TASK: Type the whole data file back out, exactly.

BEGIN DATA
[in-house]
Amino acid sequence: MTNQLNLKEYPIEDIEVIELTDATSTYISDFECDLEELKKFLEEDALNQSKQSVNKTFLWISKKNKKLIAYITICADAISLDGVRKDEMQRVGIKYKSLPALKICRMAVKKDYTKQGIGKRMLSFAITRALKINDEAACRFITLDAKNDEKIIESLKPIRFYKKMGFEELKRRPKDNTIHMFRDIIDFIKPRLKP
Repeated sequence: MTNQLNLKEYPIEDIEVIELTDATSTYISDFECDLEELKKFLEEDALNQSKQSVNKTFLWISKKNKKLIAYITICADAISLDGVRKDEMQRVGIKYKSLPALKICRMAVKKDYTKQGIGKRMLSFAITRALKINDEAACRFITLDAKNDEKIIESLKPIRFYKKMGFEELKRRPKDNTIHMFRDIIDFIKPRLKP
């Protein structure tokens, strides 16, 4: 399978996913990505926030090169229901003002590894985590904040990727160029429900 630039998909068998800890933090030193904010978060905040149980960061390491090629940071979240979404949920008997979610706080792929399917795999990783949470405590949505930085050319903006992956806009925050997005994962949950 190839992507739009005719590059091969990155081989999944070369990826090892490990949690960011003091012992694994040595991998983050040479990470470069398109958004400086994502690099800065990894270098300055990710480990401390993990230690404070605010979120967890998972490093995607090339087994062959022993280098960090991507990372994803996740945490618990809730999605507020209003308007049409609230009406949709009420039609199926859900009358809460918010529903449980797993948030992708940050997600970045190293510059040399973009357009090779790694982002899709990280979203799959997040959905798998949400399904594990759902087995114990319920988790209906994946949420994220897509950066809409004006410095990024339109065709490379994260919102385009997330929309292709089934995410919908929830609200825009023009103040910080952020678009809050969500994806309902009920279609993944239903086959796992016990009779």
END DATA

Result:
[in-house]
Amino acid sequence: MTNQLNLKEYPIEDIEVIELTDATSTYISDFECDLEELKKFLEEDALNQSKQSVNKTFLWISKKNKKLIAYITICADAISLDGVRKDEMQRVGIKYKSLPALKICRMAVKKDYTKQGIGKRMLSFAITRALKINDEAACRFITLDAKNDEKIIESLKPIRFYKKMGFEELKRRPKDNTIHMFRDIIDFIKPRLKP
Repeated sequence: MTNQLNLKEYPIEDIEVIELTDATSTYISDFECDLEELKKFLEEDALNQSKQSVNKTFLWISKKNKKLIAYITICADAISLDGVRKDEMQRVGIKYKSLPALKICRMAVKKDYTKQGIGKRMLSFAITRALKINDEAACRFITLDAKNDEKIIESLKPIRFYKKMGFEELKRRPKDNTIHMFRDIIDFIKPRLKP
């Protein structure tokens, strides 16, 4: 399978996913990505926030090169229901003002590894985590904040990727160029429900 630039998909068998800890933090030193904010978060905040149980960061390491090629940071979240979404949920008997979610706080792929399917795999990783949470405590949505930085050319903006992956806009925050997005994962949950 190839992507739009005719590059091969990155081989999944070369990826090892490990949690960011003091012992694994040595991998983050040479990470470069398109958004400086994502690099800065990894270098300055990710480990401390993990230690404070605010979120967890998972490093995607090339087994062959022993280098960090991507990372994803996740945490618990809730999605507020209003308007049409609230009406949709009420039609199926859900009358809460918010529903449980797993948030992708940050997600970045190293510059040399973009357009090779790694982002899709990280979203799959997040959905798998949400399904594990759902087995114990319920988790209906994946949420994220897509950066809409004006410095990024339109065709490379994260919102385009997330929309292709089934995410919908929830609200825009023009103040910080952020678009809050969500994806309902009920279609993944239903086959796992016990009779």